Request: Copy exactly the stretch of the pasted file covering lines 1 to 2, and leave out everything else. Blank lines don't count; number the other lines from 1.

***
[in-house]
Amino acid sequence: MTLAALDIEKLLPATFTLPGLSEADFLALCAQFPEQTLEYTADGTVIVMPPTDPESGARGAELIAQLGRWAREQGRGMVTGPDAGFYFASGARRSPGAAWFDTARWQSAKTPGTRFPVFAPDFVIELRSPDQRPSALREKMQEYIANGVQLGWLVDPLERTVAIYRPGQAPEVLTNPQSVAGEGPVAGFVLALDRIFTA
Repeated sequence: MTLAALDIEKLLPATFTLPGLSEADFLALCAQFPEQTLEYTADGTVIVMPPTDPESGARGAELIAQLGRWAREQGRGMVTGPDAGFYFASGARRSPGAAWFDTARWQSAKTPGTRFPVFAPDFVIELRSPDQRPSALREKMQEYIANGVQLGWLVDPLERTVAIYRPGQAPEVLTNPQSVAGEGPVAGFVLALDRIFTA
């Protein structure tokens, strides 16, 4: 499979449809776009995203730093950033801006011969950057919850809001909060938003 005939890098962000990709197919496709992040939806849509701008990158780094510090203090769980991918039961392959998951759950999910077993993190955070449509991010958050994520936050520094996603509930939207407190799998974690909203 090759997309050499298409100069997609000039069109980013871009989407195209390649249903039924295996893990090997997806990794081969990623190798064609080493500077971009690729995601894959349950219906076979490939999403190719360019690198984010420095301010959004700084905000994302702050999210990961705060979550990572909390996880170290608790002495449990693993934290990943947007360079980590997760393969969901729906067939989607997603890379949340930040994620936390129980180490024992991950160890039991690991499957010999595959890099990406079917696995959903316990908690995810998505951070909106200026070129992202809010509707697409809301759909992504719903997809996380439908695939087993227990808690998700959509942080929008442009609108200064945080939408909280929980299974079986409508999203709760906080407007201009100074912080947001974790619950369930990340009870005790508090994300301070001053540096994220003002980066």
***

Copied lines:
[in-house]
Amino acid sequence: MTLAALDIEKLLPATFTLPGLSEADFLALCAQFPEQTLEYTADGTVIVMPPTDPESGARGAELIAQLGRWAREQGRGMVTGPDAGFYFASGARRSPGAAWFDTARWQSAKTPGTRFPVFAPDFVIELRSPDQRPSALREKMQEYIANGVQLGWLVDPLERTVAIYRPGQAPEVLTNPQSVAGEGPVAGFVLALDRIFTA